TTAB Reverses 2(d) Refusal: "GRIP-RITE" for Industrial Gloves Not Confusing With "GRIPRITE" for Shoes and Boots
Reversing a Section 2(d) refusal to register, the Board found the mark GRIP-RITE for "protective gloves for industrial use" not likely to cause confusion with the registered mark GRIPRITE for "footwear, namely, shoes and boots." Although "somewhat of a close question," the Board based its ruling on the highly suggestive nature of the marks and the lack of evidence that the goods "are typically sold in the same channels of trade under the same or substantially similar marks." In re Banom, Inc., Serial No. 78869262 (May 19, 2008) [not precedential].
The Examining Attorney relied on third-party registrations and on Internet evidence showing "various brands of protective gloves and other kinds of work gloves being offered by [three] on-line retailer[s] of such products along with different brands of street shoes and/or work boots." The Board was not impressed:
"[N]either the third-party registrations nor the Internet or website excerpts demonstrate that applicant's goods and registrant's goods share a common channel of trade. In particular, the website excerpts are at best analogous to a mass merchandiser, in which different products are sold at retail in different sections of the store."
In short, the PTO's evidence did not pass the stringent test applied by the Board:
"[W]e are constrained, however, to agree with applicant that, on this record, confusion as to origin or affiliation of the respective goods has not been demonstrated to be likely. In particular, we concur with applicant that the respective goods are specifically different and are likely to be sold through different channels of trade. Moreover, as previously discussed, the marks at issue are highly suggestive and, thus, the scope of protection to which such are entitled is much less than would be the case for more distinctive or arbitrary marks. As applicant persuasively argues, its goods simply have not been shown to be 'closely related to the registrant's goods.'"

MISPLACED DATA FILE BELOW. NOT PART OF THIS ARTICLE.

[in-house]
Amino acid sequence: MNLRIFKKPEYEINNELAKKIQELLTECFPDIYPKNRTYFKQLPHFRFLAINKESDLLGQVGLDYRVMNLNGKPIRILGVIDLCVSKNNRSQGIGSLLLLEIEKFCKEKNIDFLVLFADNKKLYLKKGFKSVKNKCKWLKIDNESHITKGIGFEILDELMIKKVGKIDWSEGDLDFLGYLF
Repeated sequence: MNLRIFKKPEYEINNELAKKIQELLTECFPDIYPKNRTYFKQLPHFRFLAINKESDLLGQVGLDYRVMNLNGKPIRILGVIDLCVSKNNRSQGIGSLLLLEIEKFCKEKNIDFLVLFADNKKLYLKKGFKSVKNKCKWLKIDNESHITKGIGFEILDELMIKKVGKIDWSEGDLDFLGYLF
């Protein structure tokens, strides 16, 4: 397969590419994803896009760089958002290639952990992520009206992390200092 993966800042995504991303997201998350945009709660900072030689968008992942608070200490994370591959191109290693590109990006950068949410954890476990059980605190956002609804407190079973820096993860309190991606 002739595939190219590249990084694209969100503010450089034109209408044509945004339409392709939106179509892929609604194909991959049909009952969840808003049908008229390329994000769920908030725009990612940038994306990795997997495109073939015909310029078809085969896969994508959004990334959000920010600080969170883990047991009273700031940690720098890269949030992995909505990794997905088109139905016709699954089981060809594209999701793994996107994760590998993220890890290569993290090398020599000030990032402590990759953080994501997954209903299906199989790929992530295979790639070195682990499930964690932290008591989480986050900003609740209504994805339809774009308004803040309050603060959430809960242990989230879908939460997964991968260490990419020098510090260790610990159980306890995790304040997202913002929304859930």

TTABlog comment: Did the Board properly find itself "constrained" to rule for Applicant? Doesn't the cited registration cover industrial safety shoes and boots, as well as "ordinary" shoes and boots? Did the Board improperly limit the scope of the registration to exclude safety shoes and boots? Obviously, the Board was determined to rule for Applicant. One could say it was "strained" to rule for Applicant, rather than constrained.
Text Copyright John L. Welch 2008.